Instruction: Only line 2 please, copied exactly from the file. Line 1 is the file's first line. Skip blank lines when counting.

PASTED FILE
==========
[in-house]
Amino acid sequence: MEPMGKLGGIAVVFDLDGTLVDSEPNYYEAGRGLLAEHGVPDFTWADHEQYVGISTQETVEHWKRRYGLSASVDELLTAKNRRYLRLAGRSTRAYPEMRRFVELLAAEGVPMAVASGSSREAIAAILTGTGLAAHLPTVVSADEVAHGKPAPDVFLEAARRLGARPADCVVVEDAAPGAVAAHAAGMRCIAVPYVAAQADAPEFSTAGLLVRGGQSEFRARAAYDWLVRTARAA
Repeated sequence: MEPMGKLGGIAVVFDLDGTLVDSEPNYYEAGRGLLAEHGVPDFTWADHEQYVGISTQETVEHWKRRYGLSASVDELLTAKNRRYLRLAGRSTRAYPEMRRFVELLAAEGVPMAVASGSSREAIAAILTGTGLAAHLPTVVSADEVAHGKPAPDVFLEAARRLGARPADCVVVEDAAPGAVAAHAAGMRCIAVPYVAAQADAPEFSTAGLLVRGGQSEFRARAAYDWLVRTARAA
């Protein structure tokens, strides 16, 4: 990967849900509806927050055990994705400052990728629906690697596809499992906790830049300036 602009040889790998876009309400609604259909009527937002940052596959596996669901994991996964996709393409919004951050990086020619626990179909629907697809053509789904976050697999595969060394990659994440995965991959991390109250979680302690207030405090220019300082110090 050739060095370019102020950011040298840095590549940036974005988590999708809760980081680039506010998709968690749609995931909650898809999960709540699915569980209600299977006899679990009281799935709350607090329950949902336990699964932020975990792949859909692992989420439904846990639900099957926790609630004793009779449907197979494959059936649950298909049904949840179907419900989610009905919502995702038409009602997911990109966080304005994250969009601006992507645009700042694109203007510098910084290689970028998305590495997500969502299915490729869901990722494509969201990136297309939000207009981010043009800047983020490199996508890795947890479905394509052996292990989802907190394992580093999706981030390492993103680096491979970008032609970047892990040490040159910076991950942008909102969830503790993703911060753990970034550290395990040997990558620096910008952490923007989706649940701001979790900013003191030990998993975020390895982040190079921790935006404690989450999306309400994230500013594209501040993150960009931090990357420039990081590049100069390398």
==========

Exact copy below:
Amino acid sequence: MEPMGKLGGIAVVFDLDGTLVDSEPNYYEAGRGLLAEHGVPDFTWADHEQYVGISTQETVEHWKRRYGLSASVDELLTAKNRRYLRLAGRSTRAYPEMRRFVELLAAEGVPMAVASGSSREAIAAILTGTGLAAHLPTVVSADEVAHGKPAPDVFLEAARRLGARPADCVVVEDAAPGAVAAHAAGMRCIAVPYVAAQADAPEFSTAGLLVRGGQSEFRARAAYDWLVRTARAA